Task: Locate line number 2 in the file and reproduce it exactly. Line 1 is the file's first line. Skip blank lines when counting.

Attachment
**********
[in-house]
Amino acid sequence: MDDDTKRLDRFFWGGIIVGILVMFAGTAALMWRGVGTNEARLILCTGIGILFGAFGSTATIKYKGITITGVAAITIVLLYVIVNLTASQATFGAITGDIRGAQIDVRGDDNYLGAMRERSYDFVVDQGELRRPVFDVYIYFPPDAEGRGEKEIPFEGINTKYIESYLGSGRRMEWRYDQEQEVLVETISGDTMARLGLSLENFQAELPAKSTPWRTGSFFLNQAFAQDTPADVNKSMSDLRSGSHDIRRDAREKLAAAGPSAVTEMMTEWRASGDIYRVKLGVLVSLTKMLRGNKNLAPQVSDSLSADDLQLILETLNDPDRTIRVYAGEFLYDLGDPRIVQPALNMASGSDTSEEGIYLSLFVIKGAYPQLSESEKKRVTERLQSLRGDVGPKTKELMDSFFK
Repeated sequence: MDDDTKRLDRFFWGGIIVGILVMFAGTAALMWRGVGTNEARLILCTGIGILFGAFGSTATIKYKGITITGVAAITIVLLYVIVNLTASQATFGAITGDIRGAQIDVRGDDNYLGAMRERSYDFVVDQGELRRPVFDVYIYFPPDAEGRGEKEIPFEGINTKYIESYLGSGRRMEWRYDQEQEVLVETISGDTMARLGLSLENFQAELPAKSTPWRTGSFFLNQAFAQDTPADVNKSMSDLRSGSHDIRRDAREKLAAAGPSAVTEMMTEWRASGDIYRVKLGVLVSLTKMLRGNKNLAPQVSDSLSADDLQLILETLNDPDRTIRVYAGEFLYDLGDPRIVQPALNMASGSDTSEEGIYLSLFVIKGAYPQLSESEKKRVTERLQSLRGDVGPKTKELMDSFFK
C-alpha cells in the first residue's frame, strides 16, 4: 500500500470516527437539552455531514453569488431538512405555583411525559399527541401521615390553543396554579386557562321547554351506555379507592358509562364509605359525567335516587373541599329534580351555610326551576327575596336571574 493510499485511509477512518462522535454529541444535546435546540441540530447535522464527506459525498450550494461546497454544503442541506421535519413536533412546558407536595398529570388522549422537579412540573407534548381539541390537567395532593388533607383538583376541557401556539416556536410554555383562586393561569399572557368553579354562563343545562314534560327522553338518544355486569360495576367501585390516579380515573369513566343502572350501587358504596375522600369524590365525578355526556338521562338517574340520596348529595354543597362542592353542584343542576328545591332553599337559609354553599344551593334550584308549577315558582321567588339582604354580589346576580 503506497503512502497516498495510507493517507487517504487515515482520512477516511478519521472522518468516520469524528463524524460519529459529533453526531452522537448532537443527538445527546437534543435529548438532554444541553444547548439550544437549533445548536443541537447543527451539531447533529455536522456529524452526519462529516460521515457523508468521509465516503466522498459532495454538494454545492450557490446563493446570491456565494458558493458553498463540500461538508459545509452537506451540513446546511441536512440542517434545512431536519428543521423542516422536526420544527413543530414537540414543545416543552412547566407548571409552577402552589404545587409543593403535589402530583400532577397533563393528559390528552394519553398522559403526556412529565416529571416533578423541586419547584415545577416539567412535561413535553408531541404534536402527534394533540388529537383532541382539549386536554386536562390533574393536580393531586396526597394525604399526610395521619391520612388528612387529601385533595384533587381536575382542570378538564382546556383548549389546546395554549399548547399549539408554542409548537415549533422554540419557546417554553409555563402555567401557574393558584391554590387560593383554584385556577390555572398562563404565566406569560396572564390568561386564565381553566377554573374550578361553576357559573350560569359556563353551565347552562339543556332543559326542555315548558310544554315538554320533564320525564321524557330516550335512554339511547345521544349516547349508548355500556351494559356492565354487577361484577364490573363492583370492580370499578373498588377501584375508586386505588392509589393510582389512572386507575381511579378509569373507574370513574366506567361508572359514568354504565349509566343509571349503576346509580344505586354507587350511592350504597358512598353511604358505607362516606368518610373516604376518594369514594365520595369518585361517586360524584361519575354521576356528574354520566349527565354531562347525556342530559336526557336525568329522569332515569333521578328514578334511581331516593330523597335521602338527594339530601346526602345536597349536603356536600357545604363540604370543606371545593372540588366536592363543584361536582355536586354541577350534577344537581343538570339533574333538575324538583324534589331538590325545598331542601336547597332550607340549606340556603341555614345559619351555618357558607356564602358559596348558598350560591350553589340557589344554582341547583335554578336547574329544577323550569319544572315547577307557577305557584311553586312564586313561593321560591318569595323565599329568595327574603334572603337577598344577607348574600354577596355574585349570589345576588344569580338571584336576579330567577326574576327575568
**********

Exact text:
Amino acid sequence: MDDDTKRLDRFFWGGIIVGILVMFAGTAALMWRGVGTNEARLILCTGIGILFGAFGSTATIKYKGITITGVAAITIVLLYVIVNLTASQATFGAITGDIRGAQIDVRGDDNYLGAMRERSYDFVVDQGELRRPVFDVYIYFPPDAEGRGEKEIPFEGINTKYIESYLGSGRRMEWRYDQEQEVLVETISGDTMARLGLSLENFQAELPAKSTPWRTGSFFLNQAFAQDTPADVNKSMSDLRSGSHDIRRDAREKLAAAGPSAVTEMMTEWRASGDIYRVKLGVLVSLTKMLRGNKNLAPQVSDSLSADDLQLILETLNDPDRTIRVYAGEFLYDLGDPRIVQPALNMASGSDTSEEGIYLSLFVIKGAYPQLSESEKKRVTERLQSLRGDVGPKTKELMDSFFK